Life of the Party

Winning the Governor's Mansion could be a religious experience for the GOP.

It may be unclear what Governor Bill Owens would do about the sticky issue of abortion, but it's a given that Governor Owens would build more prisons.

Owens says he considers prisons to be part of the basic "infrastructure" of society, along with roads and sewers. In clashes with his leftist critics on the issue of crime and punishment, his anger has passed the boiling point.

For years Owens has argued that the cost of keeping felons in jail is less than the cost of keeping them on the street. He insists that the vast majority of people behind bars are violent felons and that the best rehabilitation is simply to let them grow older in prison.

Roger Lauen, the state's former director of community corrections, butted heads with Owens for years before finally leaving the state. "He's highly intelligent and a very skilled politician, but he's morally intolerant," Lauen says of Owens. "You can tolerate that in a lowly state senator, but please don't elevate him to higher office.

"I watched how he dealt with prison-related issues. He cut people off, raised his voice, started shouting. He's kind of like the only kid who paid attention in high-school speech class."

Like many other liberal reformers, Lauen thinks Colorado has enough prison beds "for the next 200 years," he says. "Colorado has twice as many people in prison as Minnesota and has a million fewer people." He argues that politicians have seized on crime because it's an easy issue.

"Our fear of crime is out of whack," says Lauen. "The fear is higher than the reality of crime, giving politicians a chance to capitalize on it."

And no one capitalizes on it more than Owens. His strong support of the death penalty is at odds with his own church's teachings. And it led to a feud with Father Jim Sunderland, a Jesuit priest who was chaplain to Denver jails. Owens and Sunderland served together on the now-disbanded Criminal Justice Commission. In 1990, Owens acknowledges, he tried to get the Archdiocese of Denver to silence Sunderland after the priest blasted Owens's stance on prison-building.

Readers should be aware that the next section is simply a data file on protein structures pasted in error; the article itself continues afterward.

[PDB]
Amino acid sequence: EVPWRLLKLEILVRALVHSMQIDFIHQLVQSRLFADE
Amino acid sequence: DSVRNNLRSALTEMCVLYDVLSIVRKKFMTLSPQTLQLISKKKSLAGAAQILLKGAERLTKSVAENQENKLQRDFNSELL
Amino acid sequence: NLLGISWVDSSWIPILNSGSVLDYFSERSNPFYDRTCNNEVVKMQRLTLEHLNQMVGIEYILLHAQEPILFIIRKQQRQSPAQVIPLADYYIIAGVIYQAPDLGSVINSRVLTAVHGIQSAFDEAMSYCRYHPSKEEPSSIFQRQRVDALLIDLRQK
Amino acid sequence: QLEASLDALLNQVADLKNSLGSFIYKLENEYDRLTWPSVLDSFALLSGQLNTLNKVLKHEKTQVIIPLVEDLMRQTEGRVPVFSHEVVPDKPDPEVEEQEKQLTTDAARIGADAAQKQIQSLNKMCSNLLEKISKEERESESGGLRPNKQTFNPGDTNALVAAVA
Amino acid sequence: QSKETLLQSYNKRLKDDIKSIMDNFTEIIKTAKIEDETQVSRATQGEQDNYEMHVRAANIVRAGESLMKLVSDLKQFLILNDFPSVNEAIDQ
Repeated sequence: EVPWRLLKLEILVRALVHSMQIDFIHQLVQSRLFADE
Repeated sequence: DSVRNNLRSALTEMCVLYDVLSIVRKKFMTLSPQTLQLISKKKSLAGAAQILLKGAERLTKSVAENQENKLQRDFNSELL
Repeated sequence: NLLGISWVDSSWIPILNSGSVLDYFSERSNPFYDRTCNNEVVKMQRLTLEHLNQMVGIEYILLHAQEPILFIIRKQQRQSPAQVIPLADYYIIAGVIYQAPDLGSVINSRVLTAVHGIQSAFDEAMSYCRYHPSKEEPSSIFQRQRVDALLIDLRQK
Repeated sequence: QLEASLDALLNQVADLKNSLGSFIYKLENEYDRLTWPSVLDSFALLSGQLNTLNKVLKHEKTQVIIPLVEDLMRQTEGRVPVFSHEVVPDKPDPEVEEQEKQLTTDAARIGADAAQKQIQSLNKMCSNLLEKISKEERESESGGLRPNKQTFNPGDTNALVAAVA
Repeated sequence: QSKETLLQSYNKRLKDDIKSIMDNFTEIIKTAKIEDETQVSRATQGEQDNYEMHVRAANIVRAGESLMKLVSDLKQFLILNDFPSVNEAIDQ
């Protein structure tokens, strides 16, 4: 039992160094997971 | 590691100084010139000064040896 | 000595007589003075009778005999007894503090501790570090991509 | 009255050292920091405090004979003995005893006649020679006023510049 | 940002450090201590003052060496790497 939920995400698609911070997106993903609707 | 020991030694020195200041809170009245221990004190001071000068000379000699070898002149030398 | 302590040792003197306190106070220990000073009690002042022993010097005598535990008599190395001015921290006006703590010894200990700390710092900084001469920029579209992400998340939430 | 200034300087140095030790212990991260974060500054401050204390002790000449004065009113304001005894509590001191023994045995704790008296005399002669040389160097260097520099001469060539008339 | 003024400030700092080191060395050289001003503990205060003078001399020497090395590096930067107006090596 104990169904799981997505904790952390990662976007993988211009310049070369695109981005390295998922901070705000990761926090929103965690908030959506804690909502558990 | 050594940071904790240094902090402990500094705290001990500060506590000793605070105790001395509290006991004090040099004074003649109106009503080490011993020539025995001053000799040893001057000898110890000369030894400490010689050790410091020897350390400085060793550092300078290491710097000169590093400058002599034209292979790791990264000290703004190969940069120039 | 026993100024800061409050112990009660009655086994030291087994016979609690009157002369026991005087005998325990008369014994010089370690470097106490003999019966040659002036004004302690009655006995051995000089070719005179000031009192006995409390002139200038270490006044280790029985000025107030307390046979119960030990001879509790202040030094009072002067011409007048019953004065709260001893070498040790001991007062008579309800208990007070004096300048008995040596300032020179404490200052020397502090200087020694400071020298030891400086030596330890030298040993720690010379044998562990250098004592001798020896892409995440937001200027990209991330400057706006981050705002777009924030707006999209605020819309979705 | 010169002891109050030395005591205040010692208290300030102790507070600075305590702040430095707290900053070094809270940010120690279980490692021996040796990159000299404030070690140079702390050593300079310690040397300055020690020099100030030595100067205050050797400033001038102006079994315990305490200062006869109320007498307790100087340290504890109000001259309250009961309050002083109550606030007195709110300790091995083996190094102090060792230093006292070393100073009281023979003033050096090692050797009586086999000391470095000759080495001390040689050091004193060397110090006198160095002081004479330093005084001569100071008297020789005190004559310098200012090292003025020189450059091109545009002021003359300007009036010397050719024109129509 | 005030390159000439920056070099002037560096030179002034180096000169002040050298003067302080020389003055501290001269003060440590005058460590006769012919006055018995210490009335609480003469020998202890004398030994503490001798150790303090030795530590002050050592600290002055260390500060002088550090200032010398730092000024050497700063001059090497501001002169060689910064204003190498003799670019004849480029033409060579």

Sunderland sarcastically refers to Owens's church as "Our Lady of the Cadillacs" and suggests that Owens is simply ultra-conservative, not particularly religious. "My guess is that religion doesn't play that big a role with him," says Sunderland. "Power is what drives him."

The sarcasm runs both ways. During an exchange of letters in March 1990, Owens wrote Sunderland: "It must be terribly frustrating for you to preach the divine truths as taught by our Church but then make so many errors on secular matters...I understand that someday I will have to answer for my actions to the Judge. Are you suggesting that my votes for long prison sentences are somehow sinful? You really do weaken your credibility with such drivel."

In that same letter, Owens touched on the stickiest issue of all. Apparently abortion had been left off the agenda of a conference Sunderland attended, and that angered Owens.

"Good Father, who are you kidding?" Owens wrote. "If the Catholic church does not make abortion an issue, then who will? Will you cease working to abolish the death penalty the minute it ceases to be a legislative issue? You'll let the butchering of innocent babies proceed because it's not on the 'agenda'?"

These days, though, Owens rarely lets himself be seduced into talking like that. Talking so openly could alienate the affections of one side of his party.

He knows his audience.

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